March 11, 2024

Meet Phil Morrison - our esteemed boat designer

Phil Morrison is without question the most experienced ocean rowing boat designer in the world and has worked with Charlie at Rannoch since 2007, creating the now iconic fleet of production ocean rowing boats we manufacture in Burnham on Crouch.

Charlie’s story

I’ve always known Phil Morrison as the man famous for designing the fastest boats – our paths crossed several times through mutual friends as far back as the 1980’s. So it was only natural for me to go to him in 2007 and ask for his help in designing my first ocean rowing boat.
We’ve developed a great working relationship co-designing all the Rannoch boats. I come up with the concept (some may call it a wacky idea!) of how I want the boat to handle, the parameters and dimensions, and Phil uses his vast experience to turn these concepts into fully tested, naval architect designed boats. I regard him as the ‘headmaster’ – he often pulls me back down to earth when it comes to ideas and sometimes it works the other way around and he’ll say ‘have you thought about doing it like this? Its real teamwork - our design strengths play to each other and the end result is a great, unique Rannoch design.
Phil Morrison

Phil’s story

It all goes back to 1982 when Spud Rowsell, who later became my business partner, sailed in the Round Britain Race against Chay Blyth, amongst others. The nature of the race meant that the boats spent 48 hours in several ports around Great Britain which meant much banter and yarning was enjoyed!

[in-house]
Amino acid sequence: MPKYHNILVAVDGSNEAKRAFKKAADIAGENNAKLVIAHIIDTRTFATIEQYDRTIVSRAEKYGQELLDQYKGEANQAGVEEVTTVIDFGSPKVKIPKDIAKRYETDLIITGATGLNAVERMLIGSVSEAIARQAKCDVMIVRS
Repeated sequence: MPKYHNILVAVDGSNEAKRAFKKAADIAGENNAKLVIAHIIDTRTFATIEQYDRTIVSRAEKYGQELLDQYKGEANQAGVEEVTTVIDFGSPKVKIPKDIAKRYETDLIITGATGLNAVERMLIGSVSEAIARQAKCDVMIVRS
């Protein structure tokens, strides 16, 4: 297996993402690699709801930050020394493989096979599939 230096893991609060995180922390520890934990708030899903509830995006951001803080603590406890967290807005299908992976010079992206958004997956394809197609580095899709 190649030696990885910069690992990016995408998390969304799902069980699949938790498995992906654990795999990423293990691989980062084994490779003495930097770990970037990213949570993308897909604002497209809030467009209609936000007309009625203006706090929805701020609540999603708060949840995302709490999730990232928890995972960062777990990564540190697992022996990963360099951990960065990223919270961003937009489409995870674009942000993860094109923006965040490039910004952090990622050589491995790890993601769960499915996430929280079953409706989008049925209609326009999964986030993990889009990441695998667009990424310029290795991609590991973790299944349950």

13 years later, Chay suddenly appeared in our workshop, declaring that, according to Spud, I was the best small boat designer in the country and asked me to design a rowing boat. It took me a while to cotton on that he wasn't talking about the local boating lake. Chay was planning a rowing race across the Atlantic to be organised by “Challenge Business” – the Atlantic Rowing Race (later to become the Woodvale Challenge, Talisker Whisky Atlantic Challenge, World’s Toughest Row).
Chay wanted the “Challenge” boat to be a flat pack kit boat for ease of shipping and capable of being assembled by amateurs. The original prototype was designed and built by our firm Rowsell & Morrison Ltd. in plywood and was subsequently converted into a CNC cut set of plywood parts using the relatively new technology at the time - CAD.
Fast forward to 2007 and a “young” Charlie Pitcher appeared at my door asking me to design the fastest singlehanded ocean rowing boat ever. It could be as radical as I liked, as long as it was fast! I subsequently learnt that Charlie was highly competitive and had enormous experience of the ocean so was emboldened to look at my original concept again.
When designing the original Challenge boat, I had oscillated between a layout with the cabin forward or aft, settling for the aft cabin in the end for no greater reason that it would offer some protection from the trade winds and waves which were to be expected on the east-west Atlantic route.
My vast experience of ocean rowing (one short trip out of Dartmouth harbour on the original Challenge prototype) taught me two things: 1) I had no ambition to be an ocean rower and 2) it was very hard to row a boat with a large flat cabin bulkhead into even a gentle head wind. Hence the forward cabin and its bullet shaped forward profile, inspired by those old full depth motorcycle racing fairings. This is a theme that has been continued to the present day and easily recognised as the Rannoch marque.